The project set out to answer simple, yet significant questions: Are transatlantic relations losing their importance? Is the divide between young people on both sides of the Atlantic growing? A pilot survey, organised by a joint team of researchers from both universities, was developed to get to the bottom of these questions, and students at both universities were polled. Despite the challenges posed by the pandemic and the sudden shift to remote teaching at both universities, a total of 400 students volunteered to answer the survey. Students from all majors were contacted by their respective student governments and via their institution’s online teaching platform.
The overwhelming majority of polled students value the transatlantic ties between the United States and Germany and strongly believe in strengthening them long-term. This view was held by 67% of students at Rhine-Waal University of Applied Sciences and 73% of students at Fitchburg State. It is important to consider that the survey, which was completely voluntary, tended to attract students who were more inclined to be politically-interested and informed. In fact, 80% of polled students at both universities stated that they kept up to date with the latest news.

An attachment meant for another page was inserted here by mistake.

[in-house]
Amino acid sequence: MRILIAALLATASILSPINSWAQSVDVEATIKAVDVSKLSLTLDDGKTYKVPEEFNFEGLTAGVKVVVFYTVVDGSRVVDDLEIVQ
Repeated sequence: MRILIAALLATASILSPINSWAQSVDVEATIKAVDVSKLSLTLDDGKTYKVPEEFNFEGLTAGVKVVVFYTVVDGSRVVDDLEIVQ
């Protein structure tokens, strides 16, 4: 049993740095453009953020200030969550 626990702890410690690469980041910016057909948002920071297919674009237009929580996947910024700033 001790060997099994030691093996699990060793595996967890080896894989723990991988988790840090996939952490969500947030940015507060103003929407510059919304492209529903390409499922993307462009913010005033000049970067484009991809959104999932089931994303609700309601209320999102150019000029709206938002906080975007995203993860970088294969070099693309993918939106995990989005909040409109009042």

Between 75% and 80% of polled students felt an intensive exchange and close contact between students in Germany and the US was particularly important, further underscoring the continued interest of students on both sides of the Atlantic in strengthening the transatlantic partnership. At the same time, two-thirds of polled students in Germany and three-fourths in the United States saw themselves as future leaders of society. In other words, the “transatlantic glue” holding both countries together does not appear to be in jeopardy, despite all the current political skirmishes.